It’s OK to grieve, says doc

Central and North Burnett Times - - LIFE­STYLE -

AS COVID-19 up-ends life as we know it, a clin­i­cal health psy­chol­o­gist from Cleve­land Clinic’s Mellen Cen­tre is stress­ing that it is per­fectly ac­cept­able to feel sad about it.

“We are ex­pe­ri­enc­ing a lot of dis­ap­point­ment right now – in both small and big ways – and grief is go­ing to be a fac­tor,” Dr Amy Sul­li­van said.

She said peo­ple should look through the lens of grief and process emo­tions.

Ex­perts recog­nise th­ese stages as de­nial, anger, bar­gain­ing, de­spair, and ac­cep­tance. How­ever, peo­ple do not step neatly from one stage to the next.

Dr Sul­li­van said it was nor­mal to go from feel­ing de­spair one day to anger the next.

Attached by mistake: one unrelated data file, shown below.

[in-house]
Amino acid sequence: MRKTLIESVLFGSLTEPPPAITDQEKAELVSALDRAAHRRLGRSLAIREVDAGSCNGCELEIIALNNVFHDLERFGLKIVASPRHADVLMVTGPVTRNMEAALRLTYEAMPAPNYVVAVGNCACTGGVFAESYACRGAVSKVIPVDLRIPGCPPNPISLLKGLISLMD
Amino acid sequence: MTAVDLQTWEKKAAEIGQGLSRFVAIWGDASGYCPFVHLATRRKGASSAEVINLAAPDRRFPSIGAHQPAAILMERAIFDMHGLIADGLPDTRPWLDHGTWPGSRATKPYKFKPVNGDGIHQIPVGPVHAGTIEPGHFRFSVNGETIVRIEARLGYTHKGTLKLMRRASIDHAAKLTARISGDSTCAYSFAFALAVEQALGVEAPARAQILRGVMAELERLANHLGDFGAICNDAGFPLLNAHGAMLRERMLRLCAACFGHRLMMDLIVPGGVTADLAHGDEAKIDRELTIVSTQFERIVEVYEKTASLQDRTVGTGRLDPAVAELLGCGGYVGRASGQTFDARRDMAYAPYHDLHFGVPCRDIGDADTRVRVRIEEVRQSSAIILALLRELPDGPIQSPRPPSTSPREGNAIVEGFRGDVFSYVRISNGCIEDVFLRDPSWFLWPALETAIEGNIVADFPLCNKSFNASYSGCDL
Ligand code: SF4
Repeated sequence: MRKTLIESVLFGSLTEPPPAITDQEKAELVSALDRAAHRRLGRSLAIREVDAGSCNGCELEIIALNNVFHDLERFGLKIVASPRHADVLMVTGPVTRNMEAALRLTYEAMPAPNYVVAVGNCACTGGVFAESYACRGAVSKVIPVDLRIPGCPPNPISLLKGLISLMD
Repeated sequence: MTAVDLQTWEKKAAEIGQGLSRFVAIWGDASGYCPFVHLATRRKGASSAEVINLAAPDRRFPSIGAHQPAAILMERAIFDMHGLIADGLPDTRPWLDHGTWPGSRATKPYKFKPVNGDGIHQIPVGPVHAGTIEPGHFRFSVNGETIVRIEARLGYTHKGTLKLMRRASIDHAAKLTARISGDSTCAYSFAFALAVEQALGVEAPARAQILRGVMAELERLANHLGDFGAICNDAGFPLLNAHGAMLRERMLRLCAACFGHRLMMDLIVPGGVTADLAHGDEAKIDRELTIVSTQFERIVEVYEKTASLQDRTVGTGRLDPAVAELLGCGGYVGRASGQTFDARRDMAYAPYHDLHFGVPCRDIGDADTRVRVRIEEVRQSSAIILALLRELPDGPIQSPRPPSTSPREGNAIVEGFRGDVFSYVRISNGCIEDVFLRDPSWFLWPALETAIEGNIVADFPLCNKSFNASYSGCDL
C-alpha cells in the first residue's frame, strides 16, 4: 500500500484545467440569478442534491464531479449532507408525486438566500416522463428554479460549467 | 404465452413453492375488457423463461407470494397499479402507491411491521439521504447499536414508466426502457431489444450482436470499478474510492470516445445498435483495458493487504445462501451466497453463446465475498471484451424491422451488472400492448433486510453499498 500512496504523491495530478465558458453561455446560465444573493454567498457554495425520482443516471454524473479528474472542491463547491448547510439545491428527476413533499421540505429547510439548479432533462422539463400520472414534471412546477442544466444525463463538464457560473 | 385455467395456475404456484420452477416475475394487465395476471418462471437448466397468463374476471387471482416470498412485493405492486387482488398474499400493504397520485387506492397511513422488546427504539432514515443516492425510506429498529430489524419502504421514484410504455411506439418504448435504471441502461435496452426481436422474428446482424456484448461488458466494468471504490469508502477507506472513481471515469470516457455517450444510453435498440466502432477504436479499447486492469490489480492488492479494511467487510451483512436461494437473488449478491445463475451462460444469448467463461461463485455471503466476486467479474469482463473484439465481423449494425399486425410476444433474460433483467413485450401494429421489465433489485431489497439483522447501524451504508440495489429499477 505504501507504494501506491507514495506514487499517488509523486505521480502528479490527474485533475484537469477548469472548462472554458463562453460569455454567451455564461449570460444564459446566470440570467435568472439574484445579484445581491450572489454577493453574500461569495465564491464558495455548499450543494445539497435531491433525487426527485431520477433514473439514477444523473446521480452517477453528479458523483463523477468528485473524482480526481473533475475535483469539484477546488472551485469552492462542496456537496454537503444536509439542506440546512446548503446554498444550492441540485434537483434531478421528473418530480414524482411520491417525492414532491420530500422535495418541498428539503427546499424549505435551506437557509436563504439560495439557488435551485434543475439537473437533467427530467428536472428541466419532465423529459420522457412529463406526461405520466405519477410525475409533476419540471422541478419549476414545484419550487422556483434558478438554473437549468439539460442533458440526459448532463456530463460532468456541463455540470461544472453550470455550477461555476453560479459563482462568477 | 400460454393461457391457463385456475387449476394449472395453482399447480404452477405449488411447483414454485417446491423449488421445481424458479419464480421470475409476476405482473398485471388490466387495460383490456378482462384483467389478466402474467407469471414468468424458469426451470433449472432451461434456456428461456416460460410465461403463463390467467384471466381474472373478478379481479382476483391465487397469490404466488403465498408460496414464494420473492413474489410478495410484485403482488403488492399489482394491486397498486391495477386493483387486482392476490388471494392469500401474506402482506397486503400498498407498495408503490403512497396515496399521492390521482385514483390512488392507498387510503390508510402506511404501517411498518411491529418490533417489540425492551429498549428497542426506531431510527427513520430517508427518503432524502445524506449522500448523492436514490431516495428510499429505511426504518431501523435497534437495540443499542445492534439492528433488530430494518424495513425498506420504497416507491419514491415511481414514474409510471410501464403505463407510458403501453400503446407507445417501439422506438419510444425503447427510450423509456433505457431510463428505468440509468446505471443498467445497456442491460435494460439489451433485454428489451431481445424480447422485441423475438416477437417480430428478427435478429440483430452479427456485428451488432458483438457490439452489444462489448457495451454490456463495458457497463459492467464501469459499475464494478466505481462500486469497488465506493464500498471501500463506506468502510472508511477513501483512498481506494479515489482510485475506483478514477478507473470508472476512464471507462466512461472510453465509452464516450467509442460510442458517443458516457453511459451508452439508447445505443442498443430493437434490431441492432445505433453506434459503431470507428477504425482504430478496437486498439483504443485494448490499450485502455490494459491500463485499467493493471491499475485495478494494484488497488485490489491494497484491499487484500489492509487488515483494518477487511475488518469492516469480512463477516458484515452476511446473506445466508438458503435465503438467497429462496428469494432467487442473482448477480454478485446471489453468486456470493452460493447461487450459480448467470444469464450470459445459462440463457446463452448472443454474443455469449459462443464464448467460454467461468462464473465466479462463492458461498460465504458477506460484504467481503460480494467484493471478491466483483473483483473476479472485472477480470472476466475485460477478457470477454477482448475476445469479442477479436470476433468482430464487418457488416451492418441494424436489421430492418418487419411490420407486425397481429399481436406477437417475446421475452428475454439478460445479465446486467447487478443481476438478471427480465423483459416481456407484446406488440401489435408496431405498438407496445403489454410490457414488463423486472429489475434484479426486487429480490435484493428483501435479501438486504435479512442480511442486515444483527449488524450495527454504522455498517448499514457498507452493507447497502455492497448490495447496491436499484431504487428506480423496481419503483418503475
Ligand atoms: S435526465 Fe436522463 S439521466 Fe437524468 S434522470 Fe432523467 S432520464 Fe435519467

“It is im­por­tant for us to ac­cept where our feel­ings are at the mo­ment and process through them, and then move into a more pos­i­tive po­si­tion of ac­cep­tance,” she said.

“This is a time when peo­ple need to be­come in­no­va­tive and de­velop their own in­di­vid­ual sense of cop­ing that works for them dur­ing this time.’’

Ex­am­ples might in­clude deep breath­ing, mind­ful­ness ex­er­cises, jour­nalling, talk­ing with an­other per­son, or go­ing for a walk.

Dr Sul­li­van stressed that stay­ing con­nected was a pow­er­ful tool for cop­ing dur­ing hard times, it can help peo­ple to keep a pos­i­tive at­ti­tude.

She said many trained men­tal and be­havioural health pro­fes­sion­als were cur­rently see­ing pa­tients through vir­tual vis­its, so if peo­ple were hav­ing trou­ble cop­ing then this could be a so­lu­tion.

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